Food and beverage (F&B) pop-ups
These ephemeral concepts can take various shapes and forms, from temporary venues to short-term events or festivals. They benefit from the 'scarcity value' economic concept: the less there is, the more people want it. With retail paving the way for other sectors, all types of pop-ups have sprung up around the world. In the Middle East, festivals and markets, such as the weekly Ripe Market in Dubai’s Zabeel Park or Beirut’s Souk El Akel, attract thousands of visitors. The food and beverage (F&B) industry has, of course, tapped into this trend, with popups available in all types of formats, from one-off events inside hotels, cafes or restaurants to small trucks.
On a regional level, Dubai is, as always, at the forefront: the eatery Tom&serg in Al Quoz regularly hosts pop-up concepts, such as the meat-lovers favourite, ‘Rule The Roast’, and the Hawaiian-style temporary menu, ‘Shaka King’. No.57 Cafe has been the talk of the town as well, benefiting from the success of the invitation-only dinners of ‘The Dinner Club 57’, showing there’s something for everyone, from low to high-end cuisine. Even the world-renowned Noma has embraced the trend, with pop-ups in Copenhagen and Mexico. And with summer around the corner, beach canteens and cafes are springing up across the region. In the Middle East, cultural and religious events also provide opportunities for temporary venues: Ramadan ‘khaymat’ (tents) are traditionally set up to welcome diners breaking their fast in the evening.
The flexibility of the ephemeral
The list of upsides to these temporary formats is endless, from requiring little in the way of investment when it comes to both time and money and short-term leases to enabling operators to test and try out a new concept. The format can provide brand exposure and also offers plenty of flexibility when it comes to location, easily set up at a beach, gallery, park, on a rooftop or even in someone's home. Charity and fundraising events favor this format to attract crowds. When it comes to restaurants, pop-ups can be a great opportunity for up and coming chefs to show the world, neighborhood and potential investors, their culinary skills. Newbies in the F&B world can turn to a short-lived concept to dip their toes in the business, while more seasoned ones may well use a temporary venue before deciding on a more permanent location.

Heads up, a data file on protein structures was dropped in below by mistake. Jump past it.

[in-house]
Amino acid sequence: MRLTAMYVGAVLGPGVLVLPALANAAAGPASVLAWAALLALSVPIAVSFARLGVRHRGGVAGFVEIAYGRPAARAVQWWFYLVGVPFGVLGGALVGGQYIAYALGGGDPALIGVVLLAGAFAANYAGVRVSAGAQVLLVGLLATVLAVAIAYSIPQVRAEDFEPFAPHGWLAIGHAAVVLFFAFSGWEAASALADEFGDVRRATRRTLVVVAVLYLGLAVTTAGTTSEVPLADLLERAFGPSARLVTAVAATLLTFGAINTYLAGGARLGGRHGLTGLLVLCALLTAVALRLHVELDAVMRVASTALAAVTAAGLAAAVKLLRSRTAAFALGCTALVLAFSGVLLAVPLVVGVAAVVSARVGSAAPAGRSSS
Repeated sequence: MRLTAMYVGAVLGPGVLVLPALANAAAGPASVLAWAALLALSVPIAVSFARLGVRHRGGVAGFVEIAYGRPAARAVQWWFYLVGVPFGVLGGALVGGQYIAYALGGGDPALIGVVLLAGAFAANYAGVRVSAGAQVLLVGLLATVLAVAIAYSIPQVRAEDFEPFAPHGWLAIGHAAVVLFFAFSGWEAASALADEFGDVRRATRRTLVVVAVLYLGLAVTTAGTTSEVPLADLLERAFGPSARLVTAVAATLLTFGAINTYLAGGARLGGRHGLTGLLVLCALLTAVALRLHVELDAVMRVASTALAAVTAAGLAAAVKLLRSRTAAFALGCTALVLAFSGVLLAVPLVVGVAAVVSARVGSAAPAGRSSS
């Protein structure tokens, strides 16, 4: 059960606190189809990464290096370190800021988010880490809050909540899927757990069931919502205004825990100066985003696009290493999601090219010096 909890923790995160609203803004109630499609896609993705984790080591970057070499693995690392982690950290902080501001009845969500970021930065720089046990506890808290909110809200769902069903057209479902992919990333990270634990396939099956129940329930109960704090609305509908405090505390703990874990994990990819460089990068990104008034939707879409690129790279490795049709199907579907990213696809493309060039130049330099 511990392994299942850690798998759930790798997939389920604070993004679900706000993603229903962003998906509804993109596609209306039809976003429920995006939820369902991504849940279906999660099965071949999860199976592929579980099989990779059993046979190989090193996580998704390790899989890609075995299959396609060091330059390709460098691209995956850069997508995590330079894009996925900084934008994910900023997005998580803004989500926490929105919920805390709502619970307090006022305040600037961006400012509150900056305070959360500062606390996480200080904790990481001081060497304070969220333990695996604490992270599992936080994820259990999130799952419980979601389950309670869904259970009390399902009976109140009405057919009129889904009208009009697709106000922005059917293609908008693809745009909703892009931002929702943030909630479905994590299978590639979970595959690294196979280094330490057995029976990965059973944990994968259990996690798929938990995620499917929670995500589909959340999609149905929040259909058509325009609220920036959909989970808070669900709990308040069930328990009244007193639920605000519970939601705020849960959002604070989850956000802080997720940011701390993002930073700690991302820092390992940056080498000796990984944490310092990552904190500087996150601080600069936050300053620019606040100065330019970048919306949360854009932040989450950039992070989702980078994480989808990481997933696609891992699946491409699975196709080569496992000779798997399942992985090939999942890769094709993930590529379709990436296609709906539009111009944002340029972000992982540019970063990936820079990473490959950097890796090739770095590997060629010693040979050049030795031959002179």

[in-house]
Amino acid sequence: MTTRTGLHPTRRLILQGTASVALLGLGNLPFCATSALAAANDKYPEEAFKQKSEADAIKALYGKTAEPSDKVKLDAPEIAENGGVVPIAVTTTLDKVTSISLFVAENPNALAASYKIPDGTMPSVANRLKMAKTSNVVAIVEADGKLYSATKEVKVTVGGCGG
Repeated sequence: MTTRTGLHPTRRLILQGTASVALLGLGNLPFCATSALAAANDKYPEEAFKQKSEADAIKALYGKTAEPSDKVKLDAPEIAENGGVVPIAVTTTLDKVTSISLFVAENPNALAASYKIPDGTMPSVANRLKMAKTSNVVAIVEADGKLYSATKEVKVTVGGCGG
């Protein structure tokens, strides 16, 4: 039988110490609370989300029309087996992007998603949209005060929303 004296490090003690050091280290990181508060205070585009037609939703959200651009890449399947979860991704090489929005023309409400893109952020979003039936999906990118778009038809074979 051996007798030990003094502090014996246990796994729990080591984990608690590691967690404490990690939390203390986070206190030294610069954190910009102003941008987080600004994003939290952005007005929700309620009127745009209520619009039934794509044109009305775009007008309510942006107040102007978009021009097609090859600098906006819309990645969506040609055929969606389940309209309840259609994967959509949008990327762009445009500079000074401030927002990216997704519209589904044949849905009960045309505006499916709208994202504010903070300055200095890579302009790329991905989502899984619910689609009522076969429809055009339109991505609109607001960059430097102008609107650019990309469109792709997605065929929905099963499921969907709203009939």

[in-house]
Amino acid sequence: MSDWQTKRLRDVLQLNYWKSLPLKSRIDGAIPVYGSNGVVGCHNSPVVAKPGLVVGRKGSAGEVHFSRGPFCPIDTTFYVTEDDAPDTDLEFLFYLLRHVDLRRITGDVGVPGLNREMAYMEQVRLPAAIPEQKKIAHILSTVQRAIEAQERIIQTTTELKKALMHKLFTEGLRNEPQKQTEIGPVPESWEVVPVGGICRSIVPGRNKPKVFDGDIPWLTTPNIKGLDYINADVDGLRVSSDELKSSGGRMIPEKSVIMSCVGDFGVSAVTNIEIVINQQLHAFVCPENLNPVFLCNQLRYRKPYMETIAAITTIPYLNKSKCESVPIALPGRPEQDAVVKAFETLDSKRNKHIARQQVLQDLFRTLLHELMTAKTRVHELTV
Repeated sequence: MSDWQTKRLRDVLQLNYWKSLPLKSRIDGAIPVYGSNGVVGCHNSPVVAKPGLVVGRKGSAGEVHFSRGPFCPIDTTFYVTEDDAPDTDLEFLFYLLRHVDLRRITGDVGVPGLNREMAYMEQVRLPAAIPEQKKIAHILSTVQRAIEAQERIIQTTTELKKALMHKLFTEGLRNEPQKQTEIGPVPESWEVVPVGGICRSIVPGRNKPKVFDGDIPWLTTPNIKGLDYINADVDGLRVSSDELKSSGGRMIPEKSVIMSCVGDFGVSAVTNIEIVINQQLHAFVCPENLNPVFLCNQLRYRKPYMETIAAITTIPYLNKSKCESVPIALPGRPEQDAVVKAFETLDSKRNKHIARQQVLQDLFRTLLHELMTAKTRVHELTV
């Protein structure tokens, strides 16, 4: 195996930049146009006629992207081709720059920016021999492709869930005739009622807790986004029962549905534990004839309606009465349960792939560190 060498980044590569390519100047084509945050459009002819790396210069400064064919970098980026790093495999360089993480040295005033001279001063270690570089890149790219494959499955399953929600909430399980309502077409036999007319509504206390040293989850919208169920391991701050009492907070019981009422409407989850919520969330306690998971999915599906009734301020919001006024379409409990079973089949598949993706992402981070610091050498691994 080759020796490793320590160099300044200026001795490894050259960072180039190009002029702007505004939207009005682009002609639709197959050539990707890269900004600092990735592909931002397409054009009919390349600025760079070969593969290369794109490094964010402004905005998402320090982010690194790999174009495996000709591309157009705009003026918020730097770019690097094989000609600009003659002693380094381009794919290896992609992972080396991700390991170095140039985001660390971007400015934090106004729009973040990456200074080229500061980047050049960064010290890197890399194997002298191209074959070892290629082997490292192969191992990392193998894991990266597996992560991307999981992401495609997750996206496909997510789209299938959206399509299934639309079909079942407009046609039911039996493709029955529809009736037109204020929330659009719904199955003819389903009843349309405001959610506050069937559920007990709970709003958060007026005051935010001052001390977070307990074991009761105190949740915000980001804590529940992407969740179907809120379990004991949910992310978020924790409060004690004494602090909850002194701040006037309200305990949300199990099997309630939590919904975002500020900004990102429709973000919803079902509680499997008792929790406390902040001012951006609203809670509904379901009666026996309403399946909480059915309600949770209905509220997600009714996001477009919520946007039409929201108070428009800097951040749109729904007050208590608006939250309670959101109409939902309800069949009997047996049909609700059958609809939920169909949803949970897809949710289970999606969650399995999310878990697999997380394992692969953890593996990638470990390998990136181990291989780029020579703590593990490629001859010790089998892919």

Smaller scale doesn't mean less regulation
However, these ephemeral setups have downsides too, some of which are challenging. First, their format requires a specific and viable business plan. There are structural difficulties, too, with limited space for storage and cooking, while menus need to be created tailored to limited offerings. Stock management also needs to be a key focus. Hygiene regulations for pop-ups are similar to those governing regular establishments and need to be followed to the letter.
Moreover, communication should be thought through carefully since marketing and social media play a major role in advertising pop-ups. Spreading the word both at the right time and to the right people is key to success. Alternative PR ideas are beneficial, since customers going to pop-up venues are often looking for something new, or different, at least, from regular brickand-mortar restaurants.
And last, but not least, even though pop-up concepts seem less formal than well-established ones, they require licenses, insurances and permits whether temporary or not. Being too light-handed with legal matters could accelerate the already short life of your pop-up.
The last few years have shown us that pop-ups are an easy way to generate interest without the need for too much effort or long-term investment. Nagi
Morkos, managing partner at Hodema consulting services, explains
The Dinner Club 57, UAE (1,2,3) Chef René Redzepi’s Noma Mexico pop-up now open in Tulum (4) Ripe Market in Dubai’s Zabeel Park (5)